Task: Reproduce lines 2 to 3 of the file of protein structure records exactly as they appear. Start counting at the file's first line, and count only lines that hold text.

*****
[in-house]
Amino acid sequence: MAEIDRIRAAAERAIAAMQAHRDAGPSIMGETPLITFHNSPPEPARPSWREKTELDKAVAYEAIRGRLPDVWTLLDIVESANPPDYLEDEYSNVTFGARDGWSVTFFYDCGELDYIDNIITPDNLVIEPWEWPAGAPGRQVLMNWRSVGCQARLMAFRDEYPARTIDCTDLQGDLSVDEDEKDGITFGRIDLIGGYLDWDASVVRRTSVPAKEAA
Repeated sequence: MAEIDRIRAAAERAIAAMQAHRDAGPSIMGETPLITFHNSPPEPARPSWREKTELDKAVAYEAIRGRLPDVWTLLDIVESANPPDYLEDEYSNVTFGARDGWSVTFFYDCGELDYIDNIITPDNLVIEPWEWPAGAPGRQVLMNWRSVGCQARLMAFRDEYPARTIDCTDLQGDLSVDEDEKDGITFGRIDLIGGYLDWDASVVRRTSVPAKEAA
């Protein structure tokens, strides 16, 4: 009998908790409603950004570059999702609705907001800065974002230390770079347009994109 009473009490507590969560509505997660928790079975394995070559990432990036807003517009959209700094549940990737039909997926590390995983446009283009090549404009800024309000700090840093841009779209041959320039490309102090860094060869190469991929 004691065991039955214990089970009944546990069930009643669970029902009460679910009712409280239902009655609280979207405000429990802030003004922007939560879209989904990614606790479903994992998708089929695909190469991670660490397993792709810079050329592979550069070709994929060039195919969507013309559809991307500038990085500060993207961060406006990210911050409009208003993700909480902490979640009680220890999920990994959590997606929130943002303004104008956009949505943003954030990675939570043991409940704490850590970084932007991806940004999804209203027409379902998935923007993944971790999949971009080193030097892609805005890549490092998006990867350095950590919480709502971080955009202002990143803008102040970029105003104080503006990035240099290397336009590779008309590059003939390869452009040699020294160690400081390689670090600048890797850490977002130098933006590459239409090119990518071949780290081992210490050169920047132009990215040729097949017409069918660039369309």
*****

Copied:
Amino acid sequence: MAEIDRIRAAAERAIAAMQAHRDAGPSIMGETPLITFHNSPPEPARPSWREKTELDKAVAYEAIRGRLPDVWTLLDIVESANPPDYLEDEYSNVTFGARDGWSVTFFYDCGELDYIDNIITPDNLVIEPWEWPAGAPGRQVLMNWRSVGCQARLMAFRDEYPARTIDCTDLQGDLSVDEDEKDGITFGRIDLIGGYLDWDASVVRRTSVPAKEAA
Repeated sequence: MAEIDRIRAAAERAIAAMQAHRDAGPSIMGETPLITFHNSPPEPARPSWREKTELDKAVAYEAIRGRLPDVWTLLDIVESANPPDYLEDEYSNVTFGARDGWSVTFFYDCGELDYIDNIITPDNLVIEPWEWPAGAPGRQVLMNWRSVGCQARLMAFRDEYPARTIDCTDLQGDLSVDEDEKDGITFGRIDLIGGYLDWDASVVRRTSVPAKEAA